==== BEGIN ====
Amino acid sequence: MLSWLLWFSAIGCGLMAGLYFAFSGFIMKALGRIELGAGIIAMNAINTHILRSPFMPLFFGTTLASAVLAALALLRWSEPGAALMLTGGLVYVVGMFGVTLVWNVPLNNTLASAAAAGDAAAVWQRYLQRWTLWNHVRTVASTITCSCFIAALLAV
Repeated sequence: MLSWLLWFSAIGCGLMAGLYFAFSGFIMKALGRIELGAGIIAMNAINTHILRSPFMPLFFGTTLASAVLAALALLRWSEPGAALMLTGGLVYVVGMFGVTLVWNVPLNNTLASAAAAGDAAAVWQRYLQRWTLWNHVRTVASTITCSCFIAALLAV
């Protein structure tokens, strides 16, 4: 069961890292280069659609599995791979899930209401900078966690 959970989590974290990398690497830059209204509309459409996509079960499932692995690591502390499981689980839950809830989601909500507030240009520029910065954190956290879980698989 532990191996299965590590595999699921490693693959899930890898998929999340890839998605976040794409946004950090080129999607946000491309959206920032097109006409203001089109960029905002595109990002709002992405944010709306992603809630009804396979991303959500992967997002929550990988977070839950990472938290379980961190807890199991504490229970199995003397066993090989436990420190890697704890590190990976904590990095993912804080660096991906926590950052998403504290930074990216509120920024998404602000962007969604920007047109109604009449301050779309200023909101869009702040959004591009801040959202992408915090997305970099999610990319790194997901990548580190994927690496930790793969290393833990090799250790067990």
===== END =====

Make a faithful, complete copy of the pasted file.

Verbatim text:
Amino acid sequence: MLSWLLWFSAIGCGLMAGLYFAFSGFIMKALGRIELGAGIIAMNAINTHILRSPFMPLFFGTTLASAVLAALALLRWSEPGAALMLTGGLVYVVGMFGVTLVWNVPLNNTLASAAAAGDAAAVWQRYLQRWTLWNHVRTVASTITCSCFIAALLAV
Repeated sequence: MLSWLLWFSAIGCGLMAGLYFAFSGFIMKALGRIELGAGIIAMNAINTHILRSPFMPLFFGTTLASAVLAALALLRWSEPGAALMLTGGLVYVVGMFGVTLVWNVPLNNTLASAAAAGDAAAVWQRYLQRWTLWNHVRTVASTITCSCFIAALLAV
């Protein structure tokens, strides 16, 4: 069961890292280069659609599995791979899930209401900078966690 959970989590974290990398690497830059209204509309459409996509079960499932692995690591502390499981689980839950809830989601909500507030240009520029910065954190956290879980698989 532990191996299965590590595999699921490693693959899930890898998929999340890839998605976040794409946004950090080129999607946000491309959206920032097109006409203001089109960029905002595109990002709002992405944010709306992603809630009804396979991303959500992967997002929550990988977070839950990472938290379980961190807890199991504490229970199995003397066993090989436990420190890697704890590190990976904590990095993912804080660096991906926590950052998403504290930074990216509120920024998404602000962007969604920007047109109604009449301050779309200023909101869009702040959004591009801040959202992408915090997305970099999610990319790194997901990548580190994927690496930790793969290393833990090799250790067990």